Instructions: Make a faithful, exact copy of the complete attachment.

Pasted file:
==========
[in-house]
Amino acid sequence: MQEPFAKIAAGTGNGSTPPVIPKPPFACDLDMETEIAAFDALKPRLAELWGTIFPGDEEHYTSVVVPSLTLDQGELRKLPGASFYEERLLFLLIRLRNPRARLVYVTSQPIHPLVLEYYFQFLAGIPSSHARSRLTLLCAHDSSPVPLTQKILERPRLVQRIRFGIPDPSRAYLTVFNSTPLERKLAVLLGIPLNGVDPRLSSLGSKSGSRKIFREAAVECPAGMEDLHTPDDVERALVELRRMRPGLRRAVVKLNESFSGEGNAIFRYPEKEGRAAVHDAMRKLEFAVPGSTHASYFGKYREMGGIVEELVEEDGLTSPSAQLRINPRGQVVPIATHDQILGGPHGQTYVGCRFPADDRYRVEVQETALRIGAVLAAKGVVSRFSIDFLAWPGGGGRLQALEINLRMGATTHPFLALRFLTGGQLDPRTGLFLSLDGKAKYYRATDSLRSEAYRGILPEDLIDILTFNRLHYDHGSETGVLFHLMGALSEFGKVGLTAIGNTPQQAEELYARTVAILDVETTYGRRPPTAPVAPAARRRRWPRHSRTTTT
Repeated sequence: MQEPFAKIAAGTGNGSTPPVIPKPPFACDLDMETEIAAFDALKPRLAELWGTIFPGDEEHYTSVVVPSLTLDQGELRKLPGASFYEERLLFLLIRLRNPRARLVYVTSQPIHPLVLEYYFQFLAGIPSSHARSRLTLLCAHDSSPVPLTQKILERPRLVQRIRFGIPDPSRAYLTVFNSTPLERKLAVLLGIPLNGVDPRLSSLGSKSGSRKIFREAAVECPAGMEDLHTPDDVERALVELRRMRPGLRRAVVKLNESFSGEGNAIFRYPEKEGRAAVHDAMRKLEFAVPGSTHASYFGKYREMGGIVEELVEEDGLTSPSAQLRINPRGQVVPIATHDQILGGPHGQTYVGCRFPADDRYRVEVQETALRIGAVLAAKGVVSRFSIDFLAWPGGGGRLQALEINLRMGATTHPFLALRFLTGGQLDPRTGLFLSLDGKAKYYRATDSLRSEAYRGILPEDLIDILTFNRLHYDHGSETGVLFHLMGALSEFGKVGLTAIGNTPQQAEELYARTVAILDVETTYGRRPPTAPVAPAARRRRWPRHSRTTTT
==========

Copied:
[in-house]
Amino acid sequence: MQEPFAKIAAGTGNGSTPPVIPKPPFACDLDMETEIAAFDALKPRLAELWGTIFPGDEEHYTSVVVPSLTLDQGELRKLPGASFYEERLLFLLIRLRNPRARLVYVTSQPIHPLVLEYYFQFLAGIPSSHARSRLTLLCAHDSSPVPLTQKILERPRLVQRIRFGIPDPSRAYLTVFNSTPLERKLAVLLGIPLNGVDPRLSSLGSKSGSRKIFREAAVECPAGMEDLHTPDDVERALVELRRMRPGLRRAVVKLNESFSGEGNAIFRYPEKEGRAAVHDAMRKLEFAVPGSTHASYFGKYREMGGIVEELVEEDGLTSPSAQLRINPRGQVVPIATHDQILGGPHGQTYVGCRFPADDRYRVEVQETALRIGAVLAAKGVVSRFSIDFLAWPGGGGRLQALEINLRMGATTHPFLALRFLTGGQLDPRTGLFLSLDGKAKYYRATDSLRSEAYRGILPEDLIDILTFNRLHYDHGSETGVLFHLMGALSEFGKVGLTAIGNTPQQAEELYARTVAILDVETTYGRRPPTAPVAPAARRRRWPRHSRTTTT
Repeated sequence: MQEPFAKIAAGTGNGSTPPVIPKPPFACDLDMETEIAAFDALKPRLAELWGTIFPGDEEHYTSVVVPSLTLDQGELRKLPGASFYEERLLFLLIRLRNPRARLVYVTSQPIHPLVLEYYFQFLAGIPSSHARSRLTLLCAHDSSPVPLTQKILERPRLVQRIRFGIPDPSRAYLTVFNSTPLERKLAVLLGIPLNGVDPRLSSLGSKSGSRKIFREAAVECPAGMEDLHTPDDVERALVELRRMRPGLRRAVVKLNESFSGEGNAIFRYPEKEGRAAVHDAMRKLEFAVPGSTHASYFGKYREMGGIVEELVEEDGLTSPSAQLRINPRGQVVPIATHDQILGGPHGQTYVGCRFPADDRYRVEVQETALRIGAVLAAKGVVSRFSIDFLAWPGGGGRLQALEINLRMGATTHPFLALRFLTGGQLDPRTGLFLSLDGKAKYYRATDSLRSEAYRGILPEDLIDILTFNRLHYDHGSETGVLFHLMGALSEFGKVGLTAIGNTPQQAEELYARTVAILDVETTYGRRPPTAPVAPAARRRRWPRHSRTTTT